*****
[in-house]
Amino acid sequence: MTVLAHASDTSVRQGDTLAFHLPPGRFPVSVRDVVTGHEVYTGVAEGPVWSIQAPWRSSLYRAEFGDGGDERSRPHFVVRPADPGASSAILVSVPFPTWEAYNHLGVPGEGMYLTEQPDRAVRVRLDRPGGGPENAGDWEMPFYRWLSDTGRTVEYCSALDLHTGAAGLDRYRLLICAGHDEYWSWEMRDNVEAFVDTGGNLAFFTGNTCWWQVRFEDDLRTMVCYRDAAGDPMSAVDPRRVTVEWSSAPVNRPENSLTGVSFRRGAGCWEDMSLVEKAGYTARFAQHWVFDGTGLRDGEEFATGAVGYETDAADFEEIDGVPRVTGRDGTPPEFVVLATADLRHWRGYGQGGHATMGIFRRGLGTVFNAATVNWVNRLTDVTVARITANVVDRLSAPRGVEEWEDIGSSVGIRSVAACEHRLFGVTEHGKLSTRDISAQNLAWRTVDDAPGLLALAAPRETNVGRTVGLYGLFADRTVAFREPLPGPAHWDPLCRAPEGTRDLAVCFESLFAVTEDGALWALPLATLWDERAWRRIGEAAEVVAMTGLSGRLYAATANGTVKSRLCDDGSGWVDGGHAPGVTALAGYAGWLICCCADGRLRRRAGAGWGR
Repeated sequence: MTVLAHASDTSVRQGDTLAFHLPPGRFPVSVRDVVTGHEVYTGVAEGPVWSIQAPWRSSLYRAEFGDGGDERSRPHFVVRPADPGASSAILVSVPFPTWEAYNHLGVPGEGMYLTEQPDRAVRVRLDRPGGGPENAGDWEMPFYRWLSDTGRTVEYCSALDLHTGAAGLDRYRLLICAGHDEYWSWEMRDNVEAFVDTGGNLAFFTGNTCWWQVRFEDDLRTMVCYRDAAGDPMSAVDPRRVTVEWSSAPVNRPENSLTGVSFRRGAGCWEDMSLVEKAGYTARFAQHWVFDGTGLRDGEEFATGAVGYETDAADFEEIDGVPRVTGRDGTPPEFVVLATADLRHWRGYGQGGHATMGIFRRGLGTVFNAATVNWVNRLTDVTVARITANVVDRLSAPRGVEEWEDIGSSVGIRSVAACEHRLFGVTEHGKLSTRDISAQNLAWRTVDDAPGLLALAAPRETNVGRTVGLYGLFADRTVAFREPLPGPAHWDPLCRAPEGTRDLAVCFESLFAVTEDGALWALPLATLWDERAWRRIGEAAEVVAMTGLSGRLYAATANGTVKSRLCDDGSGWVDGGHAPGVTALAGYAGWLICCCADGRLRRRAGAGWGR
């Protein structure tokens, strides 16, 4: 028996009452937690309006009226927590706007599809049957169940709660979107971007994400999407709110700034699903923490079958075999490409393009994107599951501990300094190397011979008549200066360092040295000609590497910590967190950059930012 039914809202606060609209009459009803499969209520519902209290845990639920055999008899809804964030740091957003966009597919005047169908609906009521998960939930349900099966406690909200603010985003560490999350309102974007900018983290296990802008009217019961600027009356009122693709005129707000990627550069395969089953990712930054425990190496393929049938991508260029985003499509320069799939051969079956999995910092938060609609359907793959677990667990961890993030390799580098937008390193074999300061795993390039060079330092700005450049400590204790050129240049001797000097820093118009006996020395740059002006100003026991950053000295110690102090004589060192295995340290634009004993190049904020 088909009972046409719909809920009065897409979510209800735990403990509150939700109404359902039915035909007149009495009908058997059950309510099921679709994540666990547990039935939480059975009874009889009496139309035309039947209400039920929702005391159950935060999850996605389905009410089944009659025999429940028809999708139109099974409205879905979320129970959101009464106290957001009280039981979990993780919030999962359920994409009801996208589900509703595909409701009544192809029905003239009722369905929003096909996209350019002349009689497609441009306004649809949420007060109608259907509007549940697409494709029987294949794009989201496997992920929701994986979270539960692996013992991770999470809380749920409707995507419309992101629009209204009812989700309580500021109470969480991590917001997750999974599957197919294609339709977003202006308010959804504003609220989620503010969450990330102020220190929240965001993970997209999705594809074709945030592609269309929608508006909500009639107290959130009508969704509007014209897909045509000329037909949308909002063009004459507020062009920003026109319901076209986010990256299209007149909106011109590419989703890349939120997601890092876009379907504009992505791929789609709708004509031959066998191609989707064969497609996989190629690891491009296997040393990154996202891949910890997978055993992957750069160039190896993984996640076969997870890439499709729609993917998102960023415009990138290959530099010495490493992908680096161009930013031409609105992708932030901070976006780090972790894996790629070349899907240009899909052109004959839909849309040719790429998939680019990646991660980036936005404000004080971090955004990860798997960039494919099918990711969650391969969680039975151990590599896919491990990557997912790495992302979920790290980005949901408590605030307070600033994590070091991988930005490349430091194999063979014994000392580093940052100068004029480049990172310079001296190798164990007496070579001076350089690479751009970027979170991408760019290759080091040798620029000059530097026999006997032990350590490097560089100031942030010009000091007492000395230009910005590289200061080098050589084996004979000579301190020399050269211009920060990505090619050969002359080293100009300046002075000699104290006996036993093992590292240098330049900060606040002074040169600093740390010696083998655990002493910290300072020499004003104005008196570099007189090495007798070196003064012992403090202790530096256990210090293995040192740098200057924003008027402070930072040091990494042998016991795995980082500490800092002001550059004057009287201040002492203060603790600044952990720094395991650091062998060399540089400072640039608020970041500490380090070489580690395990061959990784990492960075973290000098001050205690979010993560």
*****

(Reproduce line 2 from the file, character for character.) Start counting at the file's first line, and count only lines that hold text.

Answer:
Amino acid sequence: MTVLAHASDTSVRQGDTLAFHLPPGRFPVSVRDVVTGHEVYTGVAEGPVWSIQAPWRSSLYRAEFGDGGDERSRPHFVVRPADPGASSAILVSVPFPTWEAYNHLGVPGEGMYLTEQPDRAVRVRLDRPGGGPENAGDWEMPFYRWLSDTGRTVEYCSALDLHTGAAGLDRYRLLICAGHDEYWSWEMRDNVEAFVDTGGNLAFFTGNTCWWQVRFEDDLRTMVCYRDAAGDPMSAVDPRRVTVEWSSAPVNRPENSLTGVSFRRGAGCWEDMSLVEKAGYTARFAQHWVFDGTGLRDGEEFATGAVGYETDAADFEEIDGVPRVTGRDGTPPEFVVLATADLRHWRGYGQGGHATMGIFRRGLGTVFNAATVNWVNRLTDVTVARITANVVDRLSAPRGVEEWEDIGSSVGIRSVAACEHRLFGVTEHGKLSTRDISAQNLAWRTVDDAPGLLALAAPRETNVGRTVGLYGLFADRTVAFREPLPGPAHWDPLCRAPEGTRDLAVCFESLFAVTEDGALWALPLATLWDERAWRRIGEAAEVVAMTGLSGRLYAATANGTVKSRLCDDGSGWVDGGHAPGVTALAGYAGWLICCCADGRLRRRAGAGWGR